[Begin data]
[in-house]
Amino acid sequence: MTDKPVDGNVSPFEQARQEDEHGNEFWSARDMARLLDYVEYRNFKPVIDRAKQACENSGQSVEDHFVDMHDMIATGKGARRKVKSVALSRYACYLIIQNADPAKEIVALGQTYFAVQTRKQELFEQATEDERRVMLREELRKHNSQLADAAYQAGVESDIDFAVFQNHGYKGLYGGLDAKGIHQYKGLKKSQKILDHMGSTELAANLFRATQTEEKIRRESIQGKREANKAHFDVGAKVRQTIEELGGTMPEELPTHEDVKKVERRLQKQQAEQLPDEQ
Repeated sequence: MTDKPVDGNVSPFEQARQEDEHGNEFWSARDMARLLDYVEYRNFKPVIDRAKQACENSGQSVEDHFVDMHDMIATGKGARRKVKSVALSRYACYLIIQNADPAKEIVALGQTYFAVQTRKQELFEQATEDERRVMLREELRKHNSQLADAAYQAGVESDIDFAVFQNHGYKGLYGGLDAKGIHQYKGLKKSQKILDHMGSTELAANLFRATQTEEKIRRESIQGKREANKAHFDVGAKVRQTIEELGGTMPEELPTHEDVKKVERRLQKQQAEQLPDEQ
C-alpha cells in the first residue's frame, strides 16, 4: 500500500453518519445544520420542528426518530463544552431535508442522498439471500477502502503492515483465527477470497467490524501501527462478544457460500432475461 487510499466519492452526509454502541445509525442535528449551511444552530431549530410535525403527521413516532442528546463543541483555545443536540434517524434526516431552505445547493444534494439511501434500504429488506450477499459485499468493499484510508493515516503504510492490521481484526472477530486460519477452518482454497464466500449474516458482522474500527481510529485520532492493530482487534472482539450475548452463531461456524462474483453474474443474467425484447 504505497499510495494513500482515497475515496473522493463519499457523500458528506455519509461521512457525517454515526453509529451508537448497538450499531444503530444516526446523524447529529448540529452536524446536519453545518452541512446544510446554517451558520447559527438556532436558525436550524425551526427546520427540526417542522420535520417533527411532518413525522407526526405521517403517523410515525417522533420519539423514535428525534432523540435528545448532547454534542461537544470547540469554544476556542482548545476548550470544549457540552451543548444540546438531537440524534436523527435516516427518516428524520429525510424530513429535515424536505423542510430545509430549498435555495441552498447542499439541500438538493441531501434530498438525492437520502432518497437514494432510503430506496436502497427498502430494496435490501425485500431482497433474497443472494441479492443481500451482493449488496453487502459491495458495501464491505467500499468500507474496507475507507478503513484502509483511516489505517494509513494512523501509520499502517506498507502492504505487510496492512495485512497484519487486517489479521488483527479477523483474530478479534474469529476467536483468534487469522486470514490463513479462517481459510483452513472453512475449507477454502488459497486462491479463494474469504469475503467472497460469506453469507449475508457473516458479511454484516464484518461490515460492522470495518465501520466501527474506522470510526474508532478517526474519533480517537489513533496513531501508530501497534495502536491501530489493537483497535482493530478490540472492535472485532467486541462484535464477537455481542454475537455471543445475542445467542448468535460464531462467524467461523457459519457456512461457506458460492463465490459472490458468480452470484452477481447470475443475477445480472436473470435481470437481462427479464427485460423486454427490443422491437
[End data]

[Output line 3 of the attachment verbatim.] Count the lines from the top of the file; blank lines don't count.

Repeated sequence: MTDKPVDGNVSPFEQARQEDEHGNEFWSARDMARLLDYVEYRNFKPVIDRAKQACENSGQSVEDHFVDMHDMIATGKGARRKVKSVALSRYACYLIIQNADPAKEIVALGQTYFAVQTRKQELFEQATEDERRVMLREELRKHNSQLADAAYQAGVESDIDFAVFQNHGYKGLYGGLDAKGIHQYKGLKKSQKILDHMGSTELAANLFRATQTEEKIRRESIQGKREANKAHFDVGAKVRQTIEELGGTMPEELPTHEDVKKVERRLQKQQAEQLPDEQ